Although I never had to, it seems that importing images is a frequently asked feature in IDM. The Generic File Driver was not yet able to do so, although Joakim Ganse used the GFD and some ECMA scripting to do so. The last trigger to implement this feature was a forum post that requested this as well and some encouragement from Lothar.
The ImageFileReader is not the only new feature. Version 1.1 of the Generic File Driver shim does contain the following new features:
Java has built in support to read image files. The file types depend on the configuration (and version) of your JVM, but typically include png, jpg, bmp and gif. Image reading (and writing) can be extended via the SPI infrastructure of Java. An examples (not tested) is TwelveMonkeys ImageIO on github.
The ImageFileReader supports the following features:
When an image is read, the shim will base64 encode the data (after resizing and transcoding), and submit this on the publisher channel. The publisher channel will receive the following predefined attributes:
On top of these, you can still configure the publisher to submit file name, path, etc as required. The name of the image file is typically used to somehow match this image to a user.
Memory might be an issue when reading big images: images might be stored up to 3 times in memory while resizing and transcoding. In a typical IDM scenario, where e.g. relatively small profile photo are uploaded, this should not pose any problems. If it does become a problem: run the shim in a remote loader and increase the available memory.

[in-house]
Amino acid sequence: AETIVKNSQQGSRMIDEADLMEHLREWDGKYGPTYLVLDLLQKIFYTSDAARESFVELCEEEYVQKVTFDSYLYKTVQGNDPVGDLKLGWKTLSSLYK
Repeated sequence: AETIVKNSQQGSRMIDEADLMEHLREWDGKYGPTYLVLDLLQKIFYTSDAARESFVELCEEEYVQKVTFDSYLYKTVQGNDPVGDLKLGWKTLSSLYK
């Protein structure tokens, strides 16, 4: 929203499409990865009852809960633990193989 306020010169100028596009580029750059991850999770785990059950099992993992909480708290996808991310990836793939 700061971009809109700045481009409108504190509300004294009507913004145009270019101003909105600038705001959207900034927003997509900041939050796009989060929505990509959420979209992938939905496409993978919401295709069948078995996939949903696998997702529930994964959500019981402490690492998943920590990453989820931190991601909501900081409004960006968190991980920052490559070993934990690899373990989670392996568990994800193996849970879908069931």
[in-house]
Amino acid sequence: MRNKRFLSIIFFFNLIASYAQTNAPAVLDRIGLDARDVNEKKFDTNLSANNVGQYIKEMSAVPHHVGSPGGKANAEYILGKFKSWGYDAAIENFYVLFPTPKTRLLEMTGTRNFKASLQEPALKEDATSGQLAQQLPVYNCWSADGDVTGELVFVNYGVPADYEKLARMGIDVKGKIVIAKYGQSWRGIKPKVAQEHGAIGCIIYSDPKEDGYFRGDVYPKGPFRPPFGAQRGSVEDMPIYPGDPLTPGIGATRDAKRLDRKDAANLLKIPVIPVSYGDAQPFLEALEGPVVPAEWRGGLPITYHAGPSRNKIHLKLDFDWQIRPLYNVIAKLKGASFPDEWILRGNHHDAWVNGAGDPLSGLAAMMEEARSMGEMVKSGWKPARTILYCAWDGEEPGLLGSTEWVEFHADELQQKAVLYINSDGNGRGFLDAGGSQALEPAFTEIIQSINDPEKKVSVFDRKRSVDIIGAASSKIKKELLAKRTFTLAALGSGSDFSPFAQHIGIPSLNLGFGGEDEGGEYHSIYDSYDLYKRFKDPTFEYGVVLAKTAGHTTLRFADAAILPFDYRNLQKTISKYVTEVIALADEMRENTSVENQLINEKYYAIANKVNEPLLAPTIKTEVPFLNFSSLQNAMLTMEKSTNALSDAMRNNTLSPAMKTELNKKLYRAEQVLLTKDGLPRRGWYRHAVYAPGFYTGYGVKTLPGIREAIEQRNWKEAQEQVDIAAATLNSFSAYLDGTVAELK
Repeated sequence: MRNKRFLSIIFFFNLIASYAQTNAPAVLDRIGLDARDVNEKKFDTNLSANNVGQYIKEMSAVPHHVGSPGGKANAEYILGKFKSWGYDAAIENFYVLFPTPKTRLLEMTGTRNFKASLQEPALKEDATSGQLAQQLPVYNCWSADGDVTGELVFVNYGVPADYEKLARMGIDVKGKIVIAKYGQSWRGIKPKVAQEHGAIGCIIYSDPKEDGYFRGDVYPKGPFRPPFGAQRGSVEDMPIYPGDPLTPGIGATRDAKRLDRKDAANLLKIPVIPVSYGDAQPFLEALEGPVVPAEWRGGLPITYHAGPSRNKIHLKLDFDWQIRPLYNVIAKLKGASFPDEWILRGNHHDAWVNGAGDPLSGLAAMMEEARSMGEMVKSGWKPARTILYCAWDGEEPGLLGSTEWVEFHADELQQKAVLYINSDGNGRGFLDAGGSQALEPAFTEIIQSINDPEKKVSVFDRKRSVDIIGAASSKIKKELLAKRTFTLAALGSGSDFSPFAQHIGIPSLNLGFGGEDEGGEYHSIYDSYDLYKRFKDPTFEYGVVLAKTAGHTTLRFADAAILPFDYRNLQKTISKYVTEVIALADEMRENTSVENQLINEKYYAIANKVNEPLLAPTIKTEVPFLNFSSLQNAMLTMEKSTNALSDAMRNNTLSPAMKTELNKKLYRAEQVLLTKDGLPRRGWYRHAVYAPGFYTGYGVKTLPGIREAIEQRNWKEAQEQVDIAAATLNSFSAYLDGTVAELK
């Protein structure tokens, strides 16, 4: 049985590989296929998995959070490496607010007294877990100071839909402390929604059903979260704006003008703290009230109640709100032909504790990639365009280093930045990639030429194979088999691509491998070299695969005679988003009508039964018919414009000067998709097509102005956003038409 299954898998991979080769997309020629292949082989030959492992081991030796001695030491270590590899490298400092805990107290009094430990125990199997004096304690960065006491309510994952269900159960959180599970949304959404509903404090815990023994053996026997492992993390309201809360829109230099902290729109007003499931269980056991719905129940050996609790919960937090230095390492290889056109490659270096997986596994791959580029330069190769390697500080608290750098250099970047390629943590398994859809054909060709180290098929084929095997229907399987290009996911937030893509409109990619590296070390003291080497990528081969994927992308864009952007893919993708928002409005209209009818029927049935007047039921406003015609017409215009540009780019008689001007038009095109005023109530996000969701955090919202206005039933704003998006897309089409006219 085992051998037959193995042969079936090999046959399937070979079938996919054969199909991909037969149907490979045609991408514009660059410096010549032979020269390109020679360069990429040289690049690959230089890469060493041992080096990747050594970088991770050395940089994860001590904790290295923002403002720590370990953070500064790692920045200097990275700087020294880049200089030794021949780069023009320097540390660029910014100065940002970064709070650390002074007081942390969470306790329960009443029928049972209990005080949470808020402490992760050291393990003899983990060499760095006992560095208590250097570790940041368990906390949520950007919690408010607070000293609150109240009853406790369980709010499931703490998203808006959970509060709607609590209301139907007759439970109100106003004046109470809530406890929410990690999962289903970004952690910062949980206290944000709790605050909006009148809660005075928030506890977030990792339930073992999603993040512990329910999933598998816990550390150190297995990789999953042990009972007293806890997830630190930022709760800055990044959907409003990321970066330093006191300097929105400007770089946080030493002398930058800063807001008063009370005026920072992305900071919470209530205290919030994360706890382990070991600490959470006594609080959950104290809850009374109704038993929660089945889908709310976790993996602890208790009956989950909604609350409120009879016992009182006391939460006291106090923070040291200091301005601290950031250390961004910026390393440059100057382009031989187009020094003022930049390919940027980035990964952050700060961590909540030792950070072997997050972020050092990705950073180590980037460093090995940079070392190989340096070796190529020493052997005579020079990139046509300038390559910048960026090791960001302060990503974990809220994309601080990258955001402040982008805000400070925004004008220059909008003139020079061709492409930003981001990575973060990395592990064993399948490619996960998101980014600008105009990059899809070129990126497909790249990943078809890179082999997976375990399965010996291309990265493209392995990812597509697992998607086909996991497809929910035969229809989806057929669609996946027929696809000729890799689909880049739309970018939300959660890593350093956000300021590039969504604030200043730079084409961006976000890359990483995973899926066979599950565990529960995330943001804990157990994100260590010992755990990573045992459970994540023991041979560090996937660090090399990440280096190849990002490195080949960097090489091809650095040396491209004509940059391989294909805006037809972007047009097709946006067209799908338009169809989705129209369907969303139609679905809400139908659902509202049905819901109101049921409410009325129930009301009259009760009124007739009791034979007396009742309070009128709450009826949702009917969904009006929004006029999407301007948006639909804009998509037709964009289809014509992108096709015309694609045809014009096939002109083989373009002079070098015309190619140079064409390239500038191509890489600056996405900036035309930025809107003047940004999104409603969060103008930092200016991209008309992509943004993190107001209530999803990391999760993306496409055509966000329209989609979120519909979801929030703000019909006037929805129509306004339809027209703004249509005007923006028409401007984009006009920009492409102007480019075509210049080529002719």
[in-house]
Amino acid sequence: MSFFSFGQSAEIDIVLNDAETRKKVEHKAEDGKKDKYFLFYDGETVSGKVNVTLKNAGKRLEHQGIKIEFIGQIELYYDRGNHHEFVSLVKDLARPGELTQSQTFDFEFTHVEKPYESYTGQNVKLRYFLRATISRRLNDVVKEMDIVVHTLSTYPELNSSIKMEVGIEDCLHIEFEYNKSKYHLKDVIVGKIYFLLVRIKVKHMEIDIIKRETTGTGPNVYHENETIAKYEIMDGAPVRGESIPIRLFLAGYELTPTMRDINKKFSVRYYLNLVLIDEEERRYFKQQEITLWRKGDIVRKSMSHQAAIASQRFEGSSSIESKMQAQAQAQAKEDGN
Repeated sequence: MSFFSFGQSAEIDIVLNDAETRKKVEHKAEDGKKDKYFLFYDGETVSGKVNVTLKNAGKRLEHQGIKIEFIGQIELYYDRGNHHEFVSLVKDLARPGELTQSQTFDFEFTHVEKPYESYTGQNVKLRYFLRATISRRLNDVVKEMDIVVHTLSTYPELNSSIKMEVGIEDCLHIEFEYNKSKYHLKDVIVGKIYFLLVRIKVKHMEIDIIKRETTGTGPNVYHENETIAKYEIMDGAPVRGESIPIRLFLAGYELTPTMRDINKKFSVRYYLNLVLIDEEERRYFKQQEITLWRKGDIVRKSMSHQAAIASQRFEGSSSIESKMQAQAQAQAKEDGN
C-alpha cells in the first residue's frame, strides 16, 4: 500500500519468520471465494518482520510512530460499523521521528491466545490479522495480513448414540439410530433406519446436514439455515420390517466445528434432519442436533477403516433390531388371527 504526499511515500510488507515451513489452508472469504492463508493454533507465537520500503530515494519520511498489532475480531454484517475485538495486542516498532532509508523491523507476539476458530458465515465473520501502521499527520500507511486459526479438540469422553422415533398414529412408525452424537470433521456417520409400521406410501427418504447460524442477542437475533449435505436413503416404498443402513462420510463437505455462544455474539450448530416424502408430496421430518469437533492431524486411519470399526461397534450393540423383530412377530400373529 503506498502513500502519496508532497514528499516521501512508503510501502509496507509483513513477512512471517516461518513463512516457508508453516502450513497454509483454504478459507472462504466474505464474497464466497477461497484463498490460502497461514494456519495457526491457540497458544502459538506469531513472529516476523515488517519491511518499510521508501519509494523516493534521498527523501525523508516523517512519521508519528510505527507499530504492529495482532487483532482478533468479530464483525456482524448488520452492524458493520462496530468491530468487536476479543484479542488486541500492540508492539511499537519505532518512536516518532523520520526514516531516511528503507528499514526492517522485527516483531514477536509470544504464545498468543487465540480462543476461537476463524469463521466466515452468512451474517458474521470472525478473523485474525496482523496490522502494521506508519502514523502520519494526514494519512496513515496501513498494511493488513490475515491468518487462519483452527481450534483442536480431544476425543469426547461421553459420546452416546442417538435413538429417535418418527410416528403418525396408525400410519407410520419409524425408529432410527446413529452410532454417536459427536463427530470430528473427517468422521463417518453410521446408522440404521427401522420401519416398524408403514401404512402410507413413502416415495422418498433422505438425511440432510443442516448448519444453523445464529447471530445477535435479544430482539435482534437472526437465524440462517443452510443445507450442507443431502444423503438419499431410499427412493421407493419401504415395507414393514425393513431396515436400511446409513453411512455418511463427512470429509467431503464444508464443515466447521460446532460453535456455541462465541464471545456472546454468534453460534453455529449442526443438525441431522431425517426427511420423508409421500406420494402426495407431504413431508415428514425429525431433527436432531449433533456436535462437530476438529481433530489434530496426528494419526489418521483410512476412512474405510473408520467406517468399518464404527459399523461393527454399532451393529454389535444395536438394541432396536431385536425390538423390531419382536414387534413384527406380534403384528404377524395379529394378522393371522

The RawFileReader reads any file as one (big) attribute value. Files can be both binary as well as text. Binary files are base64 encoded before being submitted on the publisher channel. Text files are read as text (using a given encoding) and submitted.
Since the complete file will be in memory (both in the shim as in the IDM policies), care must be taken to memory consumption. For protection, a maximum file size can be defined.
The RawFileReader generates the following predefined fields:
The primary reason for adding the feature of sensitive attributes is not security (CSV files or probably not the best method to transport sensitive data), but to prevent the above readers (ImageFileReader and RawFileReader) to clutter up the log files. Images files and arbitrary files might generate log files with large XSD documents. Marking the rawData or imageByes attributes as sensitive, will replace the actual content with <!–content suppressed –>. This makes the logfiles readable again.
Although the CSV standard defines quotes around all fields in CSV files as optional, some systems require them. The CSV writer did not support this feature: up until version 1.0, the CSV writer only added quotes when needed (eg: the value contains quotes or a newline). As of 1.1, you can opt to quote all fields. This feature is disabled by default.
Disclaimer: As with everything else at NetIQ Cool Solutions, this content is definitely not supported by NetIQ, so Customer Support will not be able to help you if it has any adverse effect on your environment. It just worked for at least one person, and perhaps it will be useful for you too. Be sure to test in a non-production environment.